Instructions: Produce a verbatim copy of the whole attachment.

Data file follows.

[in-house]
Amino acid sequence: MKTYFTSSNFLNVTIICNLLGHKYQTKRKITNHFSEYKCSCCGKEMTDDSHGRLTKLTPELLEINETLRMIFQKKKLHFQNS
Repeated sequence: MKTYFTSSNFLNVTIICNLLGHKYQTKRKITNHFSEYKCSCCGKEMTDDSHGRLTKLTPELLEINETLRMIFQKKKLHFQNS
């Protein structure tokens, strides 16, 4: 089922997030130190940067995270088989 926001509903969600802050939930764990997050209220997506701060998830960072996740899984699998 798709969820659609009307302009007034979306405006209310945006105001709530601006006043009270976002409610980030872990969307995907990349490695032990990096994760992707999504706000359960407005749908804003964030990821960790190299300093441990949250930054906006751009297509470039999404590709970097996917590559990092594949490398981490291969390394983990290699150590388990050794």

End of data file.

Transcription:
[in-house]
Amino acid sequence: MKTYFTSSNFLNVTIICNLLGHKYQTKRKITNHFSEYKCSCCGKEMTDDSHGRLTKLTPELLEINETLRMIFQKKKLHFQNS
Repeated sequence: MKTYFTSSNFLNVTIICNLLGHKYQTKRKITNHFSEYKCSCCGKEMTDDSHGRLTKLTPELLEINETLRMIFQKKKLHFQNS
């Protein structure tokens, strides 16, 4: 089922997030130190940067995270088989 926001509903969600802050939930764990997050209220997506701060998830960072996740899984699998 798709969820659609009307302009007034979306405006209310945006105001709530601006006043009270976002409610980030872990969307995907990349490695032990990096994760992707999504706000359960407005749908804003964030990821960790190299300093441990949250930054906006751009297509470039999404590709970097996917590559990092594949490398981490291969390394983990290699150590388990050794």